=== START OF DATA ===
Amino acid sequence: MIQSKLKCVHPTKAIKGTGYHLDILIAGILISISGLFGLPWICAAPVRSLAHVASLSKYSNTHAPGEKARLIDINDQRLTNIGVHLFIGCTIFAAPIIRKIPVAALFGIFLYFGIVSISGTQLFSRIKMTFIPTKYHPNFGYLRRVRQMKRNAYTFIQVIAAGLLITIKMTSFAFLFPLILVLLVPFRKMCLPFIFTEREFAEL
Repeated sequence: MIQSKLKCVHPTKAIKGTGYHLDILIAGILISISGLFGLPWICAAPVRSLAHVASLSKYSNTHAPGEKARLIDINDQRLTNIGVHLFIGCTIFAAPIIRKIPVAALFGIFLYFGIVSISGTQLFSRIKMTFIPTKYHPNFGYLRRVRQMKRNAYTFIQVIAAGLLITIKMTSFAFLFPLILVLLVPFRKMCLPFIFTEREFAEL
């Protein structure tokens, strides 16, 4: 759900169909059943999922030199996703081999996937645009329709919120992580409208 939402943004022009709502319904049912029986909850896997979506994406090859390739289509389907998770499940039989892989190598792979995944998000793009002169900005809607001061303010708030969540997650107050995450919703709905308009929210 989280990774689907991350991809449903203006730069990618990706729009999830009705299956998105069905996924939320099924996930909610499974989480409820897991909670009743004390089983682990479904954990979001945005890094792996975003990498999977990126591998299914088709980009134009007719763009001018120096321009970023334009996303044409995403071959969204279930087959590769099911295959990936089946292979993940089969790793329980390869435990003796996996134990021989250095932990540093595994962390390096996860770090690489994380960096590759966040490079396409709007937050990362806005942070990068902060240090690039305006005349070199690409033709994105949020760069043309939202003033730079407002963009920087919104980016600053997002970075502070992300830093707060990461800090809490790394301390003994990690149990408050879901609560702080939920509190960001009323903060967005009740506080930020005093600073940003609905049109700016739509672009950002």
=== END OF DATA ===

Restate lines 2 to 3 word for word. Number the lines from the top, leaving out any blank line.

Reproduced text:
Repeated sequence: MIQSKLKCVHPTKAIKGTGYHLDILIAGILISISGLFGLPWICAAPVRSLAHVASLSKYSNTHAPGEKARLIDINDQRLTNIGVHLFIGCTIFAAPIIRKIPVAALFGIFLYFGIVSISGTQLFSRIKMTFIPTKYHPNFGYLRRVRQMKRNAYTFIQVIAAGLLITIKMTSFAFLFPLILVLLVPFRKMCLPFIFTEREFAEL
């Protein structure tokens, strides 16, 4: 759900169909059943999922030199996703081999996937645009329709919120992580409208 939402943004022009709502319904049912029986909850896997979506994406090859390739289509389907998770499940039989892989190598792979995944998000793009002169900005809607001061303010708030969540997650107050995450919703709905308009929210 989280990774689907991350991809449903203006730069990618990706729009999830009705299956998105069905996924939320099924996930909610499974989480409820897991909670009743004390089983682990479904954990979001945005890094792996975003990498999977990126591998299914088709980009134009007719763009001018120096321009970023334009996303044409995403071959969204279930087959590769099911295959990936089946292979993940089969790793329980390869435990003796996996134990021989250095932990540093595994962390390096996860770090690489994380960096590759966040490079396409709007937050990362806005942070990068902060240090690039305006005349070199690409033709994105949020760069043309939202003033730079407002963009920087919104980016600053997002970075502070992300830093707060990461800090809490790394301390003994990690149990408050879901609560702080939920509190960001009323903060967005009740506080930020005093600073940003609905049109700016739509672009950002």